M83: Fantasy

It’s hard to believe M83, the project of French multi-instrumentalist Anthony Gonzalez, has been recording and releasing his albums of dreamy, shoegaze-inspired electronica for over twenty years now. Fantasy, M83’s ninth studio album, is a collection of a baker’s dozen tracks that finds Gonzalez returning to his method of combining reverb-soaked, layered synths washing through over a steady beat while simple, echoey vocals are sung and an occasional repetitive lead guitar line is plucked out. The formula is one that can be easily replicated, and it’s a minor miracle that Gonzalez has been able to turn out hours of this stuff to a fanbase that is somehow miraculously able to differentiate one “song” from the next.

Giving Fantasy’s instrumental opening track a title is an annoyingly odd choice, particularly because its three-minute runtime consists of only a percussion-free synth wash that slowly builds and then fades. Regardless, after the intro, which shall go nameless here out of petty spite, “Oceans Niagara”, Fantasy’s lead single, starts up. It’s a decent moment delivered with driving drums that just over two minutes in builds into a familiar wall of keyboards that anyone who’s heard M83 would most certainly tell you is the project’s trademark sound. The rest of the record’s first half doesn’t deviate much. The songs fade in, build to a wall of sound generated by synthesizers, emboldened by obvious room noise, and then fade out. We’re given only a slight respite from the M83 blueprint by the time we reach “Radar, Far, Gone”, Fantasy’s halfway point wherein the synths back off just enough for us to hear gently played piano chords and a lightly strummed guitar.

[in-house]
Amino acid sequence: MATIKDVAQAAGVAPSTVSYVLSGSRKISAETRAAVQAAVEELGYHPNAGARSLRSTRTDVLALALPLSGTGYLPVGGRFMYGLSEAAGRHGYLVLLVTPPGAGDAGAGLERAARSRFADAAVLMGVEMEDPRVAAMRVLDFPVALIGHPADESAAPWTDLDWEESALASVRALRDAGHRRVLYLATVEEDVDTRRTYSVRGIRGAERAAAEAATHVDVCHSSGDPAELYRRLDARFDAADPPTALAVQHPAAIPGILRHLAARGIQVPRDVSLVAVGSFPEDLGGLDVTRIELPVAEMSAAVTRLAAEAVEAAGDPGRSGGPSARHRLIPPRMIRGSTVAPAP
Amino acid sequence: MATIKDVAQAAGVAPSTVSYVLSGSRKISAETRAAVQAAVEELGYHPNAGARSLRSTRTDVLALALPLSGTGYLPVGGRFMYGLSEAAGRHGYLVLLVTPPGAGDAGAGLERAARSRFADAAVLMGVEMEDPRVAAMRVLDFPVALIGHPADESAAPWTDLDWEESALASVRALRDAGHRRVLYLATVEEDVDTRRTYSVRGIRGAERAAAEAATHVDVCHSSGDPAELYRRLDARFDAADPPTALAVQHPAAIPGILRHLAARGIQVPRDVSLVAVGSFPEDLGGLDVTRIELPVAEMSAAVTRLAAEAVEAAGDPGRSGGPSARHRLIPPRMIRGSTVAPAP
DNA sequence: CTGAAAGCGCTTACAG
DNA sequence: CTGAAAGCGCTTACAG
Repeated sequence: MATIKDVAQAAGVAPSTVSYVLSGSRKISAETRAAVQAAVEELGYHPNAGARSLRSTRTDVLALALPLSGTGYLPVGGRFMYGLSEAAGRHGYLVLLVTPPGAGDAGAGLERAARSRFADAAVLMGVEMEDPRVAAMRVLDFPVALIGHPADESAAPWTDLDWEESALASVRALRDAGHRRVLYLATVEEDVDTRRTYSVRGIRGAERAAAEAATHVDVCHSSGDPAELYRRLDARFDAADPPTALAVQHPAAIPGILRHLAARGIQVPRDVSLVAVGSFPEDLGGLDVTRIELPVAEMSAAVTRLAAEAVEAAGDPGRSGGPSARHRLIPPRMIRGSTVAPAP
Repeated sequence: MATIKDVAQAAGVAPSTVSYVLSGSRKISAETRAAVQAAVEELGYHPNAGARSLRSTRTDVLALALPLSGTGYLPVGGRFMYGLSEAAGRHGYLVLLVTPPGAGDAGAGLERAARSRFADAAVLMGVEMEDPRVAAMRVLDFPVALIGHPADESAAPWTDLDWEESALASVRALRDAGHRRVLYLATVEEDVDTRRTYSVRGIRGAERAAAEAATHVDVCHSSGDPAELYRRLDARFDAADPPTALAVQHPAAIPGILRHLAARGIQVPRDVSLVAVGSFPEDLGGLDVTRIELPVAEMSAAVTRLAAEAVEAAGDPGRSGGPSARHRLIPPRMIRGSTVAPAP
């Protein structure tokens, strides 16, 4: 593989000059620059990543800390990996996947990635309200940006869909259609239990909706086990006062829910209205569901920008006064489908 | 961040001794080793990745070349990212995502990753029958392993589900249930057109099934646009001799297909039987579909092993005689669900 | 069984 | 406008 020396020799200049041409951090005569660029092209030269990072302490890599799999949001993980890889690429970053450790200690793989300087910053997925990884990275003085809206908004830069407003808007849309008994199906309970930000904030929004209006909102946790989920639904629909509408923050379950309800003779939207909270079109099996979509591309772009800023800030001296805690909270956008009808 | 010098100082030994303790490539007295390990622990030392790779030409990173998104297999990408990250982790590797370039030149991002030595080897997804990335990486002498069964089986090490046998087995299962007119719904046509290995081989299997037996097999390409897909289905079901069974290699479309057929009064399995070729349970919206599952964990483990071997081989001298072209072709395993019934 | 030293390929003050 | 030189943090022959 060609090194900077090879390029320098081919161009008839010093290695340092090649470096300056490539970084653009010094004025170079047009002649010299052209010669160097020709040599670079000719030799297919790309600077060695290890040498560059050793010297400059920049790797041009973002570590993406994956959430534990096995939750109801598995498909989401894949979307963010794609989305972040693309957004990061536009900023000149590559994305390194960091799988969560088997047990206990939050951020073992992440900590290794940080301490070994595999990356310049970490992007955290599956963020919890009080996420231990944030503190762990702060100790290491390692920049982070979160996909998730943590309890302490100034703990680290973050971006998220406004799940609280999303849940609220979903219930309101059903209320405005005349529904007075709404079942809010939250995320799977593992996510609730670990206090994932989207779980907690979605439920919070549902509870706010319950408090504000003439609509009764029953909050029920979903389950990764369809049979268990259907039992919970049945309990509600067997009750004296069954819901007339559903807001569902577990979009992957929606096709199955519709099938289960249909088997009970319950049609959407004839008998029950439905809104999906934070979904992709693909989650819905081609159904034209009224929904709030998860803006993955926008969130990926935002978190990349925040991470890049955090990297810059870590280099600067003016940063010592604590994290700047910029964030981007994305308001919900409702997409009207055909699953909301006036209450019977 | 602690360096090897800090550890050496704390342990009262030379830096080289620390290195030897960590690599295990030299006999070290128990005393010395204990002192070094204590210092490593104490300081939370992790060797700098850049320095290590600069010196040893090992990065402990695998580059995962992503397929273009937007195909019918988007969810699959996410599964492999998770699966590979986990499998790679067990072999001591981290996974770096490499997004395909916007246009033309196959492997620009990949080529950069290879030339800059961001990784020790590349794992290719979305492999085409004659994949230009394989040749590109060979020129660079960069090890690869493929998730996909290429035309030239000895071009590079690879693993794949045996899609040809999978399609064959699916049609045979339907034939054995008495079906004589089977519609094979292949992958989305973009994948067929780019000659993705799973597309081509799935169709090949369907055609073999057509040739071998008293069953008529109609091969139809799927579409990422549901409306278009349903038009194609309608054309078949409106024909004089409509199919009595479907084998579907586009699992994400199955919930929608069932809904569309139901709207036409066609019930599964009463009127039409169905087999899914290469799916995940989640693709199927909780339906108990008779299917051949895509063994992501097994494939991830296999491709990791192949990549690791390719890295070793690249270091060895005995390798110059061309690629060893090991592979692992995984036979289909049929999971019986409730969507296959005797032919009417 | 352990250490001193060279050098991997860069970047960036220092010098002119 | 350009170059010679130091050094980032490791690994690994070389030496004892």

The album’s title track opens Fantasy’s second half. A solid bass groove plays over a disco beat as a passable synth hook reveals itself over Gonzalez’ minimalist vocals that have him mindlessly yelling the words “shout it” and “fantasy” over and over. You might even call “Fantasy” synthpop if the reverb was backed off just a bit, but then it wouldn’t be an M83 song, would it? At this point we’re just under forty minutes into this thing, and it feels like enough. Still, the album plows ahead for another twenty-plus minutes with mixed results. “Sunny Boy” is a fun moment that offers bubbly synths but for whatever reason the song is broken into two parts with an entirely ambient two-minute “Sunny Boy Part 2” rearing its head after the eight minute (!!!!) painfully slow builder “Kool Nuit”. It’s at this point, one wonders whether Gonzalez is just testing our patience, or perhaps he’s just tossing in enough extra nonsense so that he fills two vinyl records. Cha-ching!

When considered on its own, “Dismemberment Bureau”, Fantasy’s ender, isn’t completely awful. The track’s opening analog retro synth hook and the vocoder-enhanced vocals are rather nice. The closer makes for a moody, thoughtful piece that, predictably, works its way up to a wall of layered synthesizers before dropping away until only the retro analog hook is heard one more time, ending the recording. At over one hour, Fantasy is bloated. But anyone who’s heard anything from this project over the last twenty years will know exactly what they’re in for. Still, at some point you have to ask yourself, how much is too much?

Rating: 4.0/10

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